David Wray is retiring from his post in the College of Biblical Studies after 21 years on staff at ACU.
“I’m at retirement age – I turn 66 in May – so I’ve decided to make the transition,” Wray said.
Wray served for five years as associate dean of spiritual life and co-curriculum in the College of Biblical studies. He now will devote the majority of his time to a nonprofit, faith-based ministry in Abilene, called Faithworks, where he serves as a chair. Continue reading
The future of QR codes is yet to be determined as students and faculty attempt to integrate this technology with daily life.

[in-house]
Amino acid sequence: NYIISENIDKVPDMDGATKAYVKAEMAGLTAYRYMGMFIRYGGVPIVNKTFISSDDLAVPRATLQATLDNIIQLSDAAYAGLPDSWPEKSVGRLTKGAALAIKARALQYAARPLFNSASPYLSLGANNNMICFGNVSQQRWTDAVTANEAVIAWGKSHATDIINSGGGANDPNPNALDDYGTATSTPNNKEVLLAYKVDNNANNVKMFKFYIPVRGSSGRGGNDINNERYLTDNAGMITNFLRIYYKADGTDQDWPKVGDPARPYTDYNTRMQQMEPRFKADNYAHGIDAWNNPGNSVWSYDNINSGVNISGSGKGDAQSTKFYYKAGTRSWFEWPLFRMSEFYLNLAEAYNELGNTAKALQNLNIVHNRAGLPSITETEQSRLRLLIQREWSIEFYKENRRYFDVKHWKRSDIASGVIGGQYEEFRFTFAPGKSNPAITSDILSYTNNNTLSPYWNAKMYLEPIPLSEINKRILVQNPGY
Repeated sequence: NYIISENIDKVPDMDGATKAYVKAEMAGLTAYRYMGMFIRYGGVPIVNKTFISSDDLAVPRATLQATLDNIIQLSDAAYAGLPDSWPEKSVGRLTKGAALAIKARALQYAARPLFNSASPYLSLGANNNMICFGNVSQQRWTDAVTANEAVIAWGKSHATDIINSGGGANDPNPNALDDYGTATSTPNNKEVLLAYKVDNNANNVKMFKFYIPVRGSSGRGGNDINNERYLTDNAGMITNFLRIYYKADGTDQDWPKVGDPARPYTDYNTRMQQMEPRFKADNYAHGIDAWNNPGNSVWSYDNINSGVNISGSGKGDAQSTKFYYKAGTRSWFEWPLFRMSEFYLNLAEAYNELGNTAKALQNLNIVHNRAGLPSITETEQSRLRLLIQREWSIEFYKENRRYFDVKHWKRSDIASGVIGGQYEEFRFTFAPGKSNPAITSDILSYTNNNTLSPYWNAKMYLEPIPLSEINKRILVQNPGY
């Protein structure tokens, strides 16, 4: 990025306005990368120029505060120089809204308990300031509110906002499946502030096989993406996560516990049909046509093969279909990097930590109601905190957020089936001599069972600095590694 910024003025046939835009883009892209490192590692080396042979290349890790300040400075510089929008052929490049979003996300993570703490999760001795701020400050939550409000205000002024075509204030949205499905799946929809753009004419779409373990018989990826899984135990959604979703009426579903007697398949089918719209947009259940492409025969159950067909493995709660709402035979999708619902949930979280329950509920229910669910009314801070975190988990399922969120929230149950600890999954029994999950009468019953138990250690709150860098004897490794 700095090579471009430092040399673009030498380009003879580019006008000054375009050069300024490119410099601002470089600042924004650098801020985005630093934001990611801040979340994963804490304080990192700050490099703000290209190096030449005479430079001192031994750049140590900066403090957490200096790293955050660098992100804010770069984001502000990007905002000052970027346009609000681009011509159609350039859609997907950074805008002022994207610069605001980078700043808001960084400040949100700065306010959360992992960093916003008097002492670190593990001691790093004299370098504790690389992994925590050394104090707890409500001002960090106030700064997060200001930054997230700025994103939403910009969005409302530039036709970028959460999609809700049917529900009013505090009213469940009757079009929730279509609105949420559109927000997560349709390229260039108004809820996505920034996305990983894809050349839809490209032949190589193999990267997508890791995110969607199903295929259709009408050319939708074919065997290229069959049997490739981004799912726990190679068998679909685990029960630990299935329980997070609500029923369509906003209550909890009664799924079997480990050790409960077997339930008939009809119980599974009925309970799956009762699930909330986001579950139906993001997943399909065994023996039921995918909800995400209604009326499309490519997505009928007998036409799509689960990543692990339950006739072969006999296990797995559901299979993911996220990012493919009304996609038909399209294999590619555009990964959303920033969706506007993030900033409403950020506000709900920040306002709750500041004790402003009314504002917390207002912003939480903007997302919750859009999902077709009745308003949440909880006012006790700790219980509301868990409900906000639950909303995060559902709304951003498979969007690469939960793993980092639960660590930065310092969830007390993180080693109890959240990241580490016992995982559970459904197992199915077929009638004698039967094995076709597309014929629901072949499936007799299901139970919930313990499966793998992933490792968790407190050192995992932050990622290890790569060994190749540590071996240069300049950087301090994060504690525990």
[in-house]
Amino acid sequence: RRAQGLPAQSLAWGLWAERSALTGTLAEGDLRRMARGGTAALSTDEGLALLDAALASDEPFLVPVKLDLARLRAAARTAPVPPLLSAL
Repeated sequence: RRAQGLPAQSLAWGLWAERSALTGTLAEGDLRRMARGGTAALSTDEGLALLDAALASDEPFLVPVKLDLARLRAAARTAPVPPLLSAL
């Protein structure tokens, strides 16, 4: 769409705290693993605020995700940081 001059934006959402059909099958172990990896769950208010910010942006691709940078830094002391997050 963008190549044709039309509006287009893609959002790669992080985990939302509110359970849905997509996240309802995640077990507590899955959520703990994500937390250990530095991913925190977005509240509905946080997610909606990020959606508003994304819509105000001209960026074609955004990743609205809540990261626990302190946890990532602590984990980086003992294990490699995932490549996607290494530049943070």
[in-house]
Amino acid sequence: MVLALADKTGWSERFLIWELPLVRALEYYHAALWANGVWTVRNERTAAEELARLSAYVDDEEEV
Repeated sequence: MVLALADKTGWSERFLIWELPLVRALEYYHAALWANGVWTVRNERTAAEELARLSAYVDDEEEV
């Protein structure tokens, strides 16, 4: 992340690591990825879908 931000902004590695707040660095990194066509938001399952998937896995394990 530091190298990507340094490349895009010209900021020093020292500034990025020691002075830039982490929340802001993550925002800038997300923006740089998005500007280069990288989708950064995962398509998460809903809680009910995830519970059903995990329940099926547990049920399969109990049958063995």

Dr. James D. Langford, director of innovation and implementation, said he always is hearing of new ways people are using the codes. Some stores are offering more product information through QR codes. At ACU, some instructors have students scan the codes to link to faculty evaluations on their mobile devices, thus eliminating errors.
“It’s the nature of innovation and the diffusion of it that it starts small and grows and gets big,” Langford said. “The goal is to understand, is this going to be a useful innovation and what are the creative ways people are going to come up with to use it?” Continue reading
ACU’S College of Business Administration is ranked as the No. 1 graduate school for students attaining employment within three months of graduating.
Ninety-seven percent of students graduating from COBA with a master’s of accounting are employed in accounting-related jobs within three months of graduation. The average among business graduate schools is 73 percent, which applies to jobs both related and unrelated to the student’s master’s program.